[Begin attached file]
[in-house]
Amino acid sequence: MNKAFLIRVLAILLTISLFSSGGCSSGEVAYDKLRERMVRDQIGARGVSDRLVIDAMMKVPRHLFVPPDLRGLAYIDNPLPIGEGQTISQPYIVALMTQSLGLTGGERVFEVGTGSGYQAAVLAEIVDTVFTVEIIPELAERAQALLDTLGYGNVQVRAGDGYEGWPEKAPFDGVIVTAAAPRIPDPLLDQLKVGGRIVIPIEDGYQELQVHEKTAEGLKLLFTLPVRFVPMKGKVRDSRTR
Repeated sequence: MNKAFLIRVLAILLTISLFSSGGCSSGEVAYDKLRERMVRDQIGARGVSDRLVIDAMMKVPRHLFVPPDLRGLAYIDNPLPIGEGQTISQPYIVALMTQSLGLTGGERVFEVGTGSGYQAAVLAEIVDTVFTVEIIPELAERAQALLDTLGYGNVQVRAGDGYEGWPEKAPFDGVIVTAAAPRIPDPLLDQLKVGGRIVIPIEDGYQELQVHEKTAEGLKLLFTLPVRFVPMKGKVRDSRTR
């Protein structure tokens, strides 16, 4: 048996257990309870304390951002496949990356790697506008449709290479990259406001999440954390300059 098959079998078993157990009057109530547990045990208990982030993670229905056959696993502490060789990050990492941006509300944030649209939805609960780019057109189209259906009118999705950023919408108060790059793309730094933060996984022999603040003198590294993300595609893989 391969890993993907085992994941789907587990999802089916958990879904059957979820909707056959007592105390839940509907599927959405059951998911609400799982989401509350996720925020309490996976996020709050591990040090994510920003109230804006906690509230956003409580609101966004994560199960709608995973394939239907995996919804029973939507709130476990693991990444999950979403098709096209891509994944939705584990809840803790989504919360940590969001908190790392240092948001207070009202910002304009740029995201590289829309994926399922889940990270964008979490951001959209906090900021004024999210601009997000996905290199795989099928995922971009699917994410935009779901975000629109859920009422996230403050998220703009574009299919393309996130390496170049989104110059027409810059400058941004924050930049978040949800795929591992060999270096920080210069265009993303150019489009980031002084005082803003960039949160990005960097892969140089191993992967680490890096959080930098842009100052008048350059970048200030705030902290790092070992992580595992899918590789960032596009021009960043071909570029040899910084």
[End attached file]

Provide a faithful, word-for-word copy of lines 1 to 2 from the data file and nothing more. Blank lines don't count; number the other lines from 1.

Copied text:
[in-house]
Amino acid sequence: MNKAFLIRVLAILLTISLFSSGGCSSGEVAYDKLRERMVRDQIGARGVSDRLVIDAMMKVPRHLFVPPDLRGLAYIDNPLPIGEGQTISQPYIVALMTQSLGLTGGERVFEVGTGSGYQAAVLAEIVDTVFTVEIIPELAERAQALLDTLGYGNVQVRAGDGYEGWPEKAPFDGVIVTAAAPRIPDPLLDQLKVGGRIVIPIEDGYQELQVHEKTAEGLKLLFTLPVRFVPMKGKVRDSRTR